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Should we have a joint account?

Friday, Jan 15, 2016

Should we have a joint account?

Many couples have lived all their life with their own money and own income. When we marry we are now joined legally. This means all income, as well as debts, are equally shared. It does not matter who earns what, the income pool is now shared equally, as is the debt pool.

When we first realise all our money is joined equally it can be rather confronting. We have a partner who is permitted, and usually wants, to see exactly what our financial position is. Me is now a We and this is new for many couples. Finance should be transparent in our relationship.

Financial friction is one of the main causes of conflict and arguments within a relationship. It occurs when the couple have not understood or learnt about the sharing of finance in the relationship. It occurs when secrecy is involved and either partner is not open or honest with the other.

Is it really a joint relationship or marriage when he pays for rent / mortgage, electricity, car insurance and she pays for rates, holidays, family gifts, food. Then who pays when you order pizza or have a night out together? Many of these issues present as a problem especially if one person is short that month and can’t afford the electricity account because they overspent on their mobile phone account. Asking your partner for money can be humiliating and is so unnecessary. Their money is your money and vice versa.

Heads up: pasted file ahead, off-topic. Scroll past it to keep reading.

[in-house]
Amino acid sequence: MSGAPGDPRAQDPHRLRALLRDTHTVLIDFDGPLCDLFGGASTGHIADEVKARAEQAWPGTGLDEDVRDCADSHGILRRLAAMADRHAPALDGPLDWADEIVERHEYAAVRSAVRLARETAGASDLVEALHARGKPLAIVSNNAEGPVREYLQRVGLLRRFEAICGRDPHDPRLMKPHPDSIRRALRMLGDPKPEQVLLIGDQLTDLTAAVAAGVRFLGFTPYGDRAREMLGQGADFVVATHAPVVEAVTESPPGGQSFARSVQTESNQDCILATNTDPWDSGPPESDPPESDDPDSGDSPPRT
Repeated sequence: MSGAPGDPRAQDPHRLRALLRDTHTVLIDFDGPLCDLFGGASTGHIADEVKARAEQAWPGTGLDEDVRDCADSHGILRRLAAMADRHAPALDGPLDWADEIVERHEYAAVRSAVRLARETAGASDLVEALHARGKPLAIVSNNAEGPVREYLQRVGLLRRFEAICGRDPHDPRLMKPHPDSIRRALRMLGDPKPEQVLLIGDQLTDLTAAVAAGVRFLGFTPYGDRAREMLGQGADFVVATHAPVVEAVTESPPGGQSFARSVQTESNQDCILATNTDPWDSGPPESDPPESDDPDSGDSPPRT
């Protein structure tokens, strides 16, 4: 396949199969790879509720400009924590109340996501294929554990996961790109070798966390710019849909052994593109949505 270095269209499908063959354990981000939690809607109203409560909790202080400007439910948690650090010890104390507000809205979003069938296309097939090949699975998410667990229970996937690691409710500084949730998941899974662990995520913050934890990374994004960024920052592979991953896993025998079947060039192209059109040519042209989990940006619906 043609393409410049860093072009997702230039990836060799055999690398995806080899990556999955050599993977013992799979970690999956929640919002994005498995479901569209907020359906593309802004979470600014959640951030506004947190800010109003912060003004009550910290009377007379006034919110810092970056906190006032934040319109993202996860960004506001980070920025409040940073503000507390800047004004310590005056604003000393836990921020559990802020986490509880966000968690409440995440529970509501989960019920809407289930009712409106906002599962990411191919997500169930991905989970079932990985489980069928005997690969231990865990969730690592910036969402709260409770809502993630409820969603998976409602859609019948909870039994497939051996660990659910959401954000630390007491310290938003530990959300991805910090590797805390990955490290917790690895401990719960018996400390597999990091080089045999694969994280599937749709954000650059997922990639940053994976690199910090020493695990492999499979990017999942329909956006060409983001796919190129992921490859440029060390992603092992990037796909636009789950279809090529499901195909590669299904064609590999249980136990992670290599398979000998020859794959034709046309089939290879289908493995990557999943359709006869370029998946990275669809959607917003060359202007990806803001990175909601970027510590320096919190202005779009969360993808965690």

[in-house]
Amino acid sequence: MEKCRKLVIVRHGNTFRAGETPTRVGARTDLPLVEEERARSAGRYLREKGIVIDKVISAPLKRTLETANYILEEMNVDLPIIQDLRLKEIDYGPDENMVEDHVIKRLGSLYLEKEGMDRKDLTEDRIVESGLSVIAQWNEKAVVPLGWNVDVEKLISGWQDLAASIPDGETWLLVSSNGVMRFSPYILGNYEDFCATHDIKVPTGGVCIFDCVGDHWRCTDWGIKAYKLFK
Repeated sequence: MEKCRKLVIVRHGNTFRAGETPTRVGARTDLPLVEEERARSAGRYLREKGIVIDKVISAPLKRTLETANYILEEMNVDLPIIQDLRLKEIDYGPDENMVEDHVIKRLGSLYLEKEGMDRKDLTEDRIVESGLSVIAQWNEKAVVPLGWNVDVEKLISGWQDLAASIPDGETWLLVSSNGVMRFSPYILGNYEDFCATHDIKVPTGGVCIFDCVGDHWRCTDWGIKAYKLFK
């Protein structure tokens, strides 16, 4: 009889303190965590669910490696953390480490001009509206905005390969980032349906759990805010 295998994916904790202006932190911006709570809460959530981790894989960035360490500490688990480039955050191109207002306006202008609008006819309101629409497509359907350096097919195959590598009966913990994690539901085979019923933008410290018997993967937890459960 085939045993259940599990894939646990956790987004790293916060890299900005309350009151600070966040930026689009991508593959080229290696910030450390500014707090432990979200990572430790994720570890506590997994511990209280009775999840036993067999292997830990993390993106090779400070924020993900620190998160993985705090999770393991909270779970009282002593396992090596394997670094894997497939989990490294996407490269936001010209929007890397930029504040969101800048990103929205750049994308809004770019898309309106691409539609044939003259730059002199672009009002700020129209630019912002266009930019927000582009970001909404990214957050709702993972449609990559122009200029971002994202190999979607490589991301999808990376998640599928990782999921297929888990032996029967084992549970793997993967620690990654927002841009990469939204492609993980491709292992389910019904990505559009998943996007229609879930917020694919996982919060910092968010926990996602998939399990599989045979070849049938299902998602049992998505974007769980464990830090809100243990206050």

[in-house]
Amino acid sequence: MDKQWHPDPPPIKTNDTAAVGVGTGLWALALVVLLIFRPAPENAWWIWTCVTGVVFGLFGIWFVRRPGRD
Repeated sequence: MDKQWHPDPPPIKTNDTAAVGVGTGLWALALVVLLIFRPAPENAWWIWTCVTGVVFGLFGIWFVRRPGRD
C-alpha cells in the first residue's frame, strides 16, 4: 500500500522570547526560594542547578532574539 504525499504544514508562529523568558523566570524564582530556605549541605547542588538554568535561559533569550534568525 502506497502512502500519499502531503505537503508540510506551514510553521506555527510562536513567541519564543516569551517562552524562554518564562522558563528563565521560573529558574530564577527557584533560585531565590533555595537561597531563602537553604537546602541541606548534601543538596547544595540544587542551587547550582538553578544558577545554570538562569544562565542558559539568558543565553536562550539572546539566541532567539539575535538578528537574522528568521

A joint bank account where weekly pay goes into the account and all outgoing come out of the account often works best. Both people can then see exactly what is going in and what is being spent. I do suggest each member keep a set amount of money in his or her own personal bank account. Even $50 – $100 each week may be sufficient and this way they can each individually spend their money on what they want or even purchase that surprise gift for their partner without the other knowing. It is also a good fall back in case the relationship does not work out so both parties have money to leave if necessary.

It is a good idea, as long as partners know some money is being placed into the account. Keeping money for ‘a rainy day’ may simply be how the person was raised, to ensure they have a safety net.

If one partner is not great with money or has a spending problem, then it can be advantageous to keep an eye on the joint account to ensure the outgoings are for agreed use.

A marriage or committed relationship involves change and adaption; finance is part of this new committed life.

When planning a family our financial situation is likely to change. Financial change should be discussed during pregnancy and before baby arrives. It is often the female who stops work for a while to have and to raise their baby, this however has no impact on the money ownership. Regardless of who is working and bringing in the income, it is owned equally by both partners. Remember that all income is jointly owned if in a defacto or married relationship. If one partner is receiving government support income or money for the baby, then this also goes into the same pool. If one partner is not working for a while or has stopped to have the baby, it is natural when income is reduced that both partners not spend the same amount on themselves until such time as the financial situation can afford it.

It is vital for all woman and men to understand the income belongs to both equally regardless of whose name is actually on the pay slip. The days of the woman receiving ‘house keeping’ money should be buried along with the ark.

or on the bank account.

Keeping totally separate accounts is secretive and individual. When we marry, Me becomes a We, and when this is understood it is easier and mutually beneficial. All financial matters should be completely transparent.

By keeping individual money and accounts it says this is mine; I own it, when in fact they no longer own it individually, it is jointly owned, as it should be in a marriage. Transparency in your finances is imperative to ensure full honesty and trust.

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